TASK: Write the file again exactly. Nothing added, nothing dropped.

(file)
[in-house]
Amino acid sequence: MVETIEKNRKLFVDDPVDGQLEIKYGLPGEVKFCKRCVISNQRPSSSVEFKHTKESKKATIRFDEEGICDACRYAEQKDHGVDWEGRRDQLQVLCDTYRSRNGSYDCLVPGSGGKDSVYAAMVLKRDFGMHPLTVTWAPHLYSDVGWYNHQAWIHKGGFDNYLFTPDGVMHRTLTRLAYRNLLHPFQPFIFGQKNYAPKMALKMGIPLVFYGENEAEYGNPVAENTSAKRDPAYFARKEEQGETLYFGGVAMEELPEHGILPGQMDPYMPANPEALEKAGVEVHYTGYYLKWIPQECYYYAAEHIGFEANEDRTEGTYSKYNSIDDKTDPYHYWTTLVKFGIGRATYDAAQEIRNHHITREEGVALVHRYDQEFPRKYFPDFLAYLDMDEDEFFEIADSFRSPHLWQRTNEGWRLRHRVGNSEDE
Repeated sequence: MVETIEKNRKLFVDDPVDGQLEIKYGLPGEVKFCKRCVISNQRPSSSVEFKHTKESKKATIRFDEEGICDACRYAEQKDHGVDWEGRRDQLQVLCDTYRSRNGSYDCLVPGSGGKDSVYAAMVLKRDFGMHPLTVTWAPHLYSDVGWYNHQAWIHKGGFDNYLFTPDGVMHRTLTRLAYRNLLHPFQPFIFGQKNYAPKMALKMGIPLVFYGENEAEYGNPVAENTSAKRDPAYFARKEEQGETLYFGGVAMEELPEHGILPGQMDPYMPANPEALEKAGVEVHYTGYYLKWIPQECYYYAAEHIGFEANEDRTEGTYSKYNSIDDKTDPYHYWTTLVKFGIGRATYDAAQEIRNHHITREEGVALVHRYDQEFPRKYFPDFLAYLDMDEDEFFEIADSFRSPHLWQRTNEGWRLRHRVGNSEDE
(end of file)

[in-house]
Amino acid sequence: MVETIEKNRKLFVDDPVDGQLEIKYGLPGEVKFCKRCVISNQRPSSSVEFKHTKESKKATIRFDEEGICDACRYAEQKDHGVDWEGRRDQLQVLCDTYRSRNGSYDCLVPGSGGKDSVYAAMVLKRDFGMHPLTVTWAPHLYSDVGWYNHQAWIHKGGFDNYLFTPDGVMHRTLTRLAYRNLLHPFQPFIFGQKNYAPKMALKMGIPLVFYGENEAEYGNPVAENTSAKRDPAYFARKEEQGETLYFGGVAMEELPEHGILPGQMDPYMPANPEALEKAGVEVHYTGYYLKWIPQECYYYAAEHIGFEANEDRTEGTYSKYNSIDDKTDPYHYWTTLVKFGIGRATYDAAQEIRNHHITREEGVALVHRYDQEFPRKYFPDFLAYLDMDEDEFFEIADSFRSPHLWQRTNEGWRLRHRVGNSEDE
Repeated sequence: MVETIEKNRKLFVDDPVDGQLEIKYGLPGEVKFCKRCVISNQRPSSSVEFKHTKESKKATIRFDEEGICDACRYAEQKDHGVDWEGRRDQLQVLCDTYRSRNGSYDCLVPGSGGKDSVYAAMVLKRDFGMHPLTVTWAPHLYSDVGWYNHQAWIHKGGFDNYLFTPDGVMHRTLTRLAYRNLLHPFQPFIFGQKNYAPKMALKMGIPLVFYGENEAEYGNPVAENTSAKRDPAYFARKEEQGETLYFGGVAMEELPEHGILPGQMDPYMPANPEALEKAGVEVHYTGYYLKWIPQECYYYAAEHIGFEANEDRTEGTYSKYNSIDDKTDPYHYWTTLVKFGIGRATYDAAQEIRNHHITREEGVALVHRYDQEFPRKYFPDFLAYLDMDEDEFFEIADSFRSPHLWQRTNEGWRLRHRVGNSEDE